2014 Summer Schedule

  • May 31
  • June 1, 14/15, 28/29
  • July 12/13, 26/27
  • August 9/10, 23/24
  • September 6/7

Picnic with a Pilot

During select Open Cockpit Days, the museum will feature a USMC pilot to share their stories. Bring some lunch or a snack, and grab a seat to hear some amazing stories from pilots who served in Vietnam, Korean War and even World War II. Click here for more.

Foundation Navigates Toward Bright Future

We are still working toward our fundraising goals to help us continue operating under austere budgets, but our team is growing and we are looking forward to an excellent 2013.

We have had had excellent success throughout the past six months on the launch of a new website – same name, new look – and we hope it is a much more functional design that you will enjoy. The website is now live! Please visit us at www.flyingleathernecks.org and let us know what you think.

Our Board of Directors has been busy working to find grants that are available in the San Diego area to help fund our operating costs while the Department of Defense continues to see cuts for museums across the country. The Board has already gotten positive feedback on our first attempt at the San Diego Arts and Culture Organizational Support Program grant. A special thanks to Pat Labauch, John Ferguson, Fred Allega, Jay Bibler, MajGen (Ret.) Bob Butcher for spending extra hours on this grant, that we hope will be a source of revenue for years to come.

Events this year will be better than they’ve ever been – with a new format for our black tie gala and a new approach to our marketing and promotions. You may receive emails from us on a monthly basis, please don’t send us to your spam! These emails are chock full of stories and upcoming event information you won’t want to miss.

We are always looking for new and creative ways to promote the Museum and Foundation through mass media, social media and community outreach. In fact, these priorities are central to my efforts as the Public Affairs Officer. Please don’t hesitate to contact me if you have any questions or suggestion as to how we can “raise our profile” among all of our constituent groups.

Semper Fi,

Kalen Arreola

Public Affairs

FLAM-300res
1 JULY 2012

Did you know about Tyrone Power?

Legendary film and stage actor Tyrone Power was widely known as a “matinee idol” during a career that spanned more than 25 years.  He starred in numerous films including The Long Grey Line, The Mark Of Zorro, The Sun Also Rises and A Yank In The RAF.  Power’s performance as an accused murderer in the motion picture, Witness for the Prosecution,is considered by many cinema historians to be his finest. Powers

Most people are familiar with Tyrone Power the movie star, but did you know that he was also an accomplished pilot?  Power learned to fly in 1938 during the filming of the classic western Jesse James.  He was also a Marine Corps aviator and served our country during and after World War II.  Indeed, flying was a major part of Power’s life.

Power, like many of his Hollywood contemporaries, was caught up in the post Pearl Harbor patriotic fever sweeping the nation by early 1942.  When the call to arms came, he promptly enlisted in the Marine Corps.  Power’s initial goal was to become a Marine Corps glider pilot.  However, because of his age (28 at the time) and lack of a college education, he did not qualify for the Naval aviator training program as a cadet.  As such, Power enlisted as a private and attended boot camp at MCRD San Diego.[1]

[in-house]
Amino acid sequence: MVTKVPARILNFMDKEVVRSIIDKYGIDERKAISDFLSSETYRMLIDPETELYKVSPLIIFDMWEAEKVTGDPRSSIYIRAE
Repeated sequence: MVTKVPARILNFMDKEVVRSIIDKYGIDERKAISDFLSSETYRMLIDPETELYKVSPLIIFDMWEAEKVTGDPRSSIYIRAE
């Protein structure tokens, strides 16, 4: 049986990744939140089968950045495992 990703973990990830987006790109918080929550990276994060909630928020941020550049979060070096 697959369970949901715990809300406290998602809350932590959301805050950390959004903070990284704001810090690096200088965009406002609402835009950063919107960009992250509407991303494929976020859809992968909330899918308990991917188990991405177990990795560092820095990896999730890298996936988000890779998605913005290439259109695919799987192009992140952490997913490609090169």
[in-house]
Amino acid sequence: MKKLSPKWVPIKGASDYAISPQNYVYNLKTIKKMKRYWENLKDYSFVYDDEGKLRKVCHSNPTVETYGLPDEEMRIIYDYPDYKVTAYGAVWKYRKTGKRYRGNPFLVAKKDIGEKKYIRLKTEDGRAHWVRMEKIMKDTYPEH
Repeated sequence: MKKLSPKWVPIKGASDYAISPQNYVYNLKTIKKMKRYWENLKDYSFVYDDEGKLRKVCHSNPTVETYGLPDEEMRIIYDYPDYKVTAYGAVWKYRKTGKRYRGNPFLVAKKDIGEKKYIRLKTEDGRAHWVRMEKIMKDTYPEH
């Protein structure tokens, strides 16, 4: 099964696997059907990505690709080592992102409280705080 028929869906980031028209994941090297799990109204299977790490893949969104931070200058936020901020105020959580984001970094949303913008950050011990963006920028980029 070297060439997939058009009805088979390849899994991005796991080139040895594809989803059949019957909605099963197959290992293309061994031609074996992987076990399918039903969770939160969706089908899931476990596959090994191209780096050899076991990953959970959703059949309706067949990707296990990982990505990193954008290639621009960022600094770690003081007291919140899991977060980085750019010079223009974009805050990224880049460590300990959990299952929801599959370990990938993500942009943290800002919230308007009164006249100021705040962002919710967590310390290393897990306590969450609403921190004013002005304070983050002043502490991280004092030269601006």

After completing boot camp, Power went through Officer Candidate at Quantico, and was commissioned a Second Lieutenant in June 1943.  Because he was a seasoned pilot already, Power was assigned to an accelerated flight training program at MCAS Corpus Christi, Texas and trained as a multiengine transport pilot.  He earned his Naval Aviator wings and was promoted to First Lieutenant April 1944.

After some additional training at the Flight Instructor Instrument School, Power was assigned to VMR-352 (“Raiders”), based at Cherry Point, North Carolina.  In this assignment, Lieutenant Power flew the Curtiss R5C-Commando.[2]  He remained with VMR-352 from October 1944 until mid-January 1945.

In January 1945, Lieutenant Power was assigned to VMR-353, and was shipped out to combat zones in the Pacific.   The VMR-353 squadron was briefly based at Kwajalein before moving on to Saipan in March 1945.  Power flew numerous missions while assigned to VMR-353.  He took part in the air supply and evacuation of wounded Marines from Iwo Jima and Okinawa, and did see some combat, especially on Okinawa.  Power remained with VMR-353 until hostilities with Japan ended in September 1945.

Lieutenant Power was ordered off deployment in late November 1945, and returned stateside.  He was released from active duty by the Marine Corps in January 1946.  Power returned to his film career and made 22 more movies after World War II ended.

Power’s personal decorations for his service during World War II include the American Campaign Medal, the Asiatic-Pacific Campaign Medal with two bronze stars and the World War II Victory Medal.

Although he was released from active duty and resumed his film career, Tyrone Power remained in the Marine Corps Reserve.  He was promoted to Captain in May 1951.  However, he was not called back to active service during the Korean War.  Power remained in the Marine Corps Reserve until his death in November 1958.  At the time of his passing, Tyrone Power was a Major.  He was buried with full military honors, including a full Marine Corps honor guard from MCAS El Toro.